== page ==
The history of the European nation-state, wrote political sociologist Charles Tilly, is inextricably bound up with the history of warfare. To oversimplify Tilly's nuanced and complex arguments, the story goes something like this: as powerholders (originally bandits and local strongmen) sought to expand their power, they needed capital to pay for weapons, soldiers, and supplies. The need for capital and new recruits drove the creation of taxation systems and census mechanisms, and the need for more effective systems of taxation and recruitment necessitated better roads, better communications, and better record keeping. This in turn enabled the creation of larger and more technologically sophisticated armies.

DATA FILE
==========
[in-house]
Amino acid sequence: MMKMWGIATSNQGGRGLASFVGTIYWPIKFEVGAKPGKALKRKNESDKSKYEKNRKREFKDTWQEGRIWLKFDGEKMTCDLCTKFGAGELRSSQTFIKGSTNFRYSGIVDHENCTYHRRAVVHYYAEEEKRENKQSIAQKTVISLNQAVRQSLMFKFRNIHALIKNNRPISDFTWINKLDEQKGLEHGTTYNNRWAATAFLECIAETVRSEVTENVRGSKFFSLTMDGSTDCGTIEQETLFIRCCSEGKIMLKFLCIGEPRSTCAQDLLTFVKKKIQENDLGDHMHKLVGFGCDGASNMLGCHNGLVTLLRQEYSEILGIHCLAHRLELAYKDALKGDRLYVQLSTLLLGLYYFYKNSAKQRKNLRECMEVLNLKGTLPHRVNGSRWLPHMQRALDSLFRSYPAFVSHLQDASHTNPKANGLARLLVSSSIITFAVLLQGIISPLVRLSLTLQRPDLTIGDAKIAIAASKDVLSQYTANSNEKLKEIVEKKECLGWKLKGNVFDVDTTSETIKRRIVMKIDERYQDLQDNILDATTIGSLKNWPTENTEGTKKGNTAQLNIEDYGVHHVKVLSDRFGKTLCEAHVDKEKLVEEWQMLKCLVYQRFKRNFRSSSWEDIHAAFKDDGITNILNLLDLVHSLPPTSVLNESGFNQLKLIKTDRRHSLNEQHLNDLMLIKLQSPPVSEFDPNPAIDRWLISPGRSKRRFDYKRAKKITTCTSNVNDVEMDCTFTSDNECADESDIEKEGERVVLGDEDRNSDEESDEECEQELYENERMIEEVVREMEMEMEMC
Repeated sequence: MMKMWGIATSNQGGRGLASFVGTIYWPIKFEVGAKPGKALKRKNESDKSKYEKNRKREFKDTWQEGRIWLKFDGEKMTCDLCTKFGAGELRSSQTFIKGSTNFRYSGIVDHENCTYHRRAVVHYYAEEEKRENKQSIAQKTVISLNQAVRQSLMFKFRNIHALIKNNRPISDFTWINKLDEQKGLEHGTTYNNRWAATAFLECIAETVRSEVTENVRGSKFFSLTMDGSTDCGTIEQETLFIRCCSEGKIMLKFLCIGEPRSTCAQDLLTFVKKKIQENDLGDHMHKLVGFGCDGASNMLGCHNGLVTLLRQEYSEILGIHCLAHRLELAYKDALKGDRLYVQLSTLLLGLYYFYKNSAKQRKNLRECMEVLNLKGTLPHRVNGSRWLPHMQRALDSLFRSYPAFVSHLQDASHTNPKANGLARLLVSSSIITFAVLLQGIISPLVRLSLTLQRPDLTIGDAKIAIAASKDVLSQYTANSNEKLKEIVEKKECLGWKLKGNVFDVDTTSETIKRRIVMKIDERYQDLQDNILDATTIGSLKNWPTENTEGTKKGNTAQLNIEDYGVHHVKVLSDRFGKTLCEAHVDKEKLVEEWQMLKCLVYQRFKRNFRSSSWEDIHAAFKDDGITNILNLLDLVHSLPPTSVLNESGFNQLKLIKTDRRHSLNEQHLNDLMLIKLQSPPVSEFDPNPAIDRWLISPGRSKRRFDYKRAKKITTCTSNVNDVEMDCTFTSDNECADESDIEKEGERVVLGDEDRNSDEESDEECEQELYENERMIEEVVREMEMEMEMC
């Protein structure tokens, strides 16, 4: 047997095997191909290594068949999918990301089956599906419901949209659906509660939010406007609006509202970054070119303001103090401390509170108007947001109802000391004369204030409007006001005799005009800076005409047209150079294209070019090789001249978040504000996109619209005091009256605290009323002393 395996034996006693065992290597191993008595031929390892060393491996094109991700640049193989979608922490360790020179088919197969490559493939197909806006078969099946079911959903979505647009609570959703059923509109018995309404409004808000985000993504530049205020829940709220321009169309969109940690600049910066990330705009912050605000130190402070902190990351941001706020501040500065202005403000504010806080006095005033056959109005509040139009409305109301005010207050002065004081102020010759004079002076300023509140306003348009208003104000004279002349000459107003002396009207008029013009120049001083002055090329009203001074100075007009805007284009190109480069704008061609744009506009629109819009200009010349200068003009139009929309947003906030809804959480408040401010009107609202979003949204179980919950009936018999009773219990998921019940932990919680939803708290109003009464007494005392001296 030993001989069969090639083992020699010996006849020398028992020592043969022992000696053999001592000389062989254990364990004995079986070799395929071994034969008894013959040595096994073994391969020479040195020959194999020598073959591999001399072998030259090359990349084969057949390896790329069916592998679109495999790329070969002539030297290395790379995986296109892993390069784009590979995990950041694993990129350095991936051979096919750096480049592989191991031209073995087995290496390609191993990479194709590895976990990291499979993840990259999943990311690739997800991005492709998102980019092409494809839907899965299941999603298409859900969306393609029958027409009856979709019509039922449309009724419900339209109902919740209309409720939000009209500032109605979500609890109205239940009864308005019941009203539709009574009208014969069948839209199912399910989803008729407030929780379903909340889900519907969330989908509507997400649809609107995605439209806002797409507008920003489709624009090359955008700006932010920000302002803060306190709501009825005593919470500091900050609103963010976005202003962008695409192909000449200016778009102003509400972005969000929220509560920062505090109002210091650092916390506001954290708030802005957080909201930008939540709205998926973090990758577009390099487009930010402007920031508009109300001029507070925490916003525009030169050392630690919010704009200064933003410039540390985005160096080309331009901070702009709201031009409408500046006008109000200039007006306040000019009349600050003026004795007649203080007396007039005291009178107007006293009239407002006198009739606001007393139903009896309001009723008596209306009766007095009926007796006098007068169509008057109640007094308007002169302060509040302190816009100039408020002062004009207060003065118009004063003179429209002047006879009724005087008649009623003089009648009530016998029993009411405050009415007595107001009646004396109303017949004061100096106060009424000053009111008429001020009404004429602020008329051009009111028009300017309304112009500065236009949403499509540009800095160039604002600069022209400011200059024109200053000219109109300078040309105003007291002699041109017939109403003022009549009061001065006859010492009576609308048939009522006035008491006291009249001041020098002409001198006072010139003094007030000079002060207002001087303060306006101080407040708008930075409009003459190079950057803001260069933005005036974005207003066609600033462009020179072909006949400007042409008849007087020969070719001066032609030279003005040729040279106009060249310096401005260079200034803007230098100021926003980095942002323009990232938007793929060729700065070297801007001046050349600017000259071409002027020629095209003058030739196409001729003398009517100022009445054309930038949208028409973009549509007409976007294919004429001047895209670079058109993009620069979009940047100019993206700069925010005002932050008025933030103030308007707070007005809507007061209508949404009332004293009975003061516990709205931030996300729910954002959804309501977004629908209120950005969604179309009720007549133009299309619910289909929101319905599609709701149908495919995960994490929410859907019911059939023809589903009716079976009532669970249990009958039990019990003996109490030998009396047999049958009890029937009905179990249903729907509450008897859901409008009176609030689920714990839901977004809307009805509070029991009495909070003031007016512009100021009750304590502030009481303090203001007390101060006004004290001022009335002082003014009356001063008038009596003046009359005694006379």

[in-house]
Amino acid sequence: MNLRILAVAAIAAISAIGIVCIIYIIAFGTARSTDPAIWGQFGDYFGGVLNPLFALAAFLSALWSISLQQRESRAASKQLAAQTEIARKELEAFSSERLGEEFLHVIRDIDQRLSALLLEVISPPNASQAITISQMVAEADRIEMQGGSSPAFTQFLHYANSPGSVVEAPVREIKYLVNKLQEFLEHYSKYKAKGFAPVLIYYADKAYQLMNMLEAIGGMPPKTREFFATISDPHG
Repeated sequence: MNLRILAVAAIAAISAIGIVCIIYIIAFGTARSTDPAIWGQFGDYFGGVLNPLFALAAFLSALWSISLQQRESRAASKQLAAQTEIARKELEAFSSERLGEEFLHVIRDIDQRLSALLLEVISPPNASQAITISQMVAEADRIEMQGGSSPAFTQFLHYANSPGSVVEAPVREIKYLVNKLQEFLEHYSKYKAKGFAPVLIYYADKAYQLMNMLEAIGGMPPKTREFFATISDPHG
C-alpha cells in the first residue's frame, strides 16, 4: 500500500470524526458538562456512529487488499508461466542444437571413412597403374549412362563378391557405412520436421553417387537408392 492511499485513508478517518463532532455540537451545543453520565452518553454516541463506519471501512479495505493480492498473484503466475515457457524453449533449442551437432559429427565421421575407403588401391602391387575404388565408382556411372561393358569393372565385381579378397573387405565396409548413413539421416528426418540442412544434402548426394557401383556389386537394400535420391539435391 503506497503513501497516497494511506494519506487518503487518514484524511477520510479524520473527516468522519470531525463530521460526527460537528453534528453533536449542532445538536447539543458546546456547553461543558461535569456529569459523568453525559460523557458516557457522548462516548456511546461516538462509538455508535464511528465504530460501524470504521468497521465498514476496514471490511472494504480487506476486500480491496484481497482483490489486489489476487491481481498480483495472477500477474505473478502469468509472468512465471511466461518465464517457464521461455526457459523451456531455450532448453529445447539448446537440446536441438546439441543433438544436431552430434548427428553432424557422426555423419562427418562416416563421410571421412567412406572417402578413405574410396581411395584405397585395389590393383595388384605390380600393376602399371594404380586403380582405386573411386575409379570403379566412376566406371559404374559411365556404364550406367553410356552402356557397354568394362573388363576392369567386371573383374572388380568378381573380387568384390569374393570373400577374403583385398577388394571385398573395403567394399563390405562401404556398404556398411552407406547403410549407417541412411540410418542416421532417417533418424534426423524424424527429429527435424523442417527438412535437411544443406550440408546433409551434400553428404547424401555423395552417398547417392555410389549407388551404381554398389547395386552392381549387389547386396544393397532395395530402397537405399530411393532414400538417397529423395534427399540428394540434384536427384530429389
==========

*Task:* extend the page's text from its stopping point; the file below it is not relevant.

"The Trickle-Down War,"
Yale Law & Policy Review:
2, Article 8.
Available at: http://digitalcommons.law.yale.edu/ylpr/vol32/iss2/8